Cells on the surface of the cervix sometimes appear abnormal but not cancerous. Scientists believe that some abnormal changes in cells on the cervix are the first step in a series of slow changes that can lead to cancer years later. That is, some abnormal changes are precancerous, and they may become cancerous with time.
Over the years, doctors have used different terms to refer to abnormal changes in the cells on the surface of the cervix. One term now used is squamous intraepithelial lesion (SIL). (The word lesion refers to an area of abnormal tissue; intraepithelial means that the abnormal cells are present only in the surface layer of cells.) Changes in these cells can be divided into two categories:
Low-grade SIL (LGSIL) refers to early changes in the size, shape and number of cells that form the surface of the cervix. Some low-grade lesions go away on their own. However, with time, others may grow larger or become more abnormal, forming a high-grade lesion. Precancerous low-grade lesions also may be called mild dysplasia or cervical intraepithelial neoplasia 1 (CIN 1). Such early changes in the cervix most often occur in women between the ages of 25 and 35 but can appear in other age groups as well.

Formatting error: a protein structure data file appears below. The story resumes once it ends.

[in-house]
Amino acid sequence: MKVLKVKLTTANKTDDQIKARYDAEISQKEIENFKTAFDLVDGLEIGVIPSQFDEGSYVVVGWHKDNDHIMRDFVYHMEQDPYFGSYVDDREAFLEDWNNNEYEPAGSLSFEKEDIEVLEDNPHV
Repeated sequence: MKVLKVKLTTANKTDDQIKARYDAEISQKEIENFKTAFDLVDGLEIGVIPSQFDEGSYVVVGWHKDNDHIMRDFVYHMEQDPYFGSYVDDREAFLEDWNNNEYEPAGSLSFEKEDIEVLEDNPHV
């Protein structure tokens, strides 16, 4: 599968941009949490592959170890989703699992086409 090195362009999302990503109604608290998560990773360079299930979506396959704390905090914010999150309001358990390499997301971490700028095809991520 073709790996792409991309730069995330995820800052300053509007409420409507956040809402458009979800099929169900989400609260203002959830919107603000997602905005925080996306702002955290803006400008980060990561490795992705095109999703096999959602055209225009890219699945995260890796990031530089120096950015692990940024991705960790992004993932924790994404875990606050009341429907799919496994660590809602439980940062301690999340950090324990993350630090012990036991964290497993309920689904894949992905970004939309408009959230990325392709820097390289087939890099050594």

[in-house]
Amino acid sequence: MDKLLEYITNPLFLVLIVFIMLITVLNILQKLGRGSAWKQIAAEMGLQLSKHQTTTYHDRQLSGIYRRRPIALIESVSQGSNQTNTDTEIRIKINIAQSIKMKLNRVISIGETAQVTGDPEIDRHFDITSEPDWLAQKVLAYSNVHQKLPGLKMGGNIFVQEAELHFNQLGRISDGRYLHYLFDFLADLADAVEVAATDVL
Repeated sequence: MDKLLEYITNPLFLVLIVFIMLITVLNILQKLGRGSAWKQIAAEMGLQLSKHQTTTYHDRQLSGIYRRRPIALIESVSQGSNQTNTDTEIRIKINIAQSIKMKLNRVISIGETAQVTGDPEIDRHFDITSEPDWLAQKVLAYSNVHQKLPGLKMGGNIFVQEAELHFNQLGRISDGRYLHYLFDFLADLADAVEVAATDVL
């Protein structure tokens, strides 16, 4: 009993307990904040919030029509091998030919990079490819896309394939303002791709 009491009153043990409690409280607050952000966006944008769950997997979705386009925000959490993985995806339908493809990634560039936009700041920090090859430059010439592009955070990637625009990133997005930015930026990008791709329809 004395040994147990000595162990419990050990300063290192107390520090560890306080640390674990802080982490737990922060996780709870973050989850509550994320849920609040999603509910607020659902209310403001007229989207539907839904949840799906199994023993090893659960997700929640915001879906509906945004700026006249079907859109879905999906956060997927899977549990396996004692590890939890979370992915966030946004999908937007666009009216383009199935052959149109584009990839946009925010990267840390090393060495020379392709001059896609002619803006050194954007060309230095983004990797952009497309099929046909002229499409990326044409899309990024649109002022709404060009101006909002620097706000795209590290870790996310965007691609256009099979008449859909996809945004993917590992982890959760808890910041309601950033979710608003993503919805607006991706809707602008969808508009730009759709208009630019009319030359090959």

High-grade SIL (HGSIL) means that the precancerous changes are more severe; they look very different from normal cells. Like low-grade SIL, these precancerous changes involve only cells on the surface of the cervix. The cells will not become cancerous and invade deeper layers of the cervix for many months, perhaps years. Nevertheless, HGSIL on a Pap smear may be associated with malignancy of the cervix. Therefore, a proper diagnostic evaluation is necessary. This usually begins with a colposcopic evaluation of the cervix. High-grade lesions also may be called moderate or severe dysplasia, CIN 2 or 3, or carcinoma in situ. They develop most often in women between the ages of 30 and 40, but can occur at other ages as well.
If abnormal cells spread deeper into the cervix or to other tissues or organs, the disease is then called cervical cancer, or invasive cervical cancer. The average age of cervical cancer patients is 50.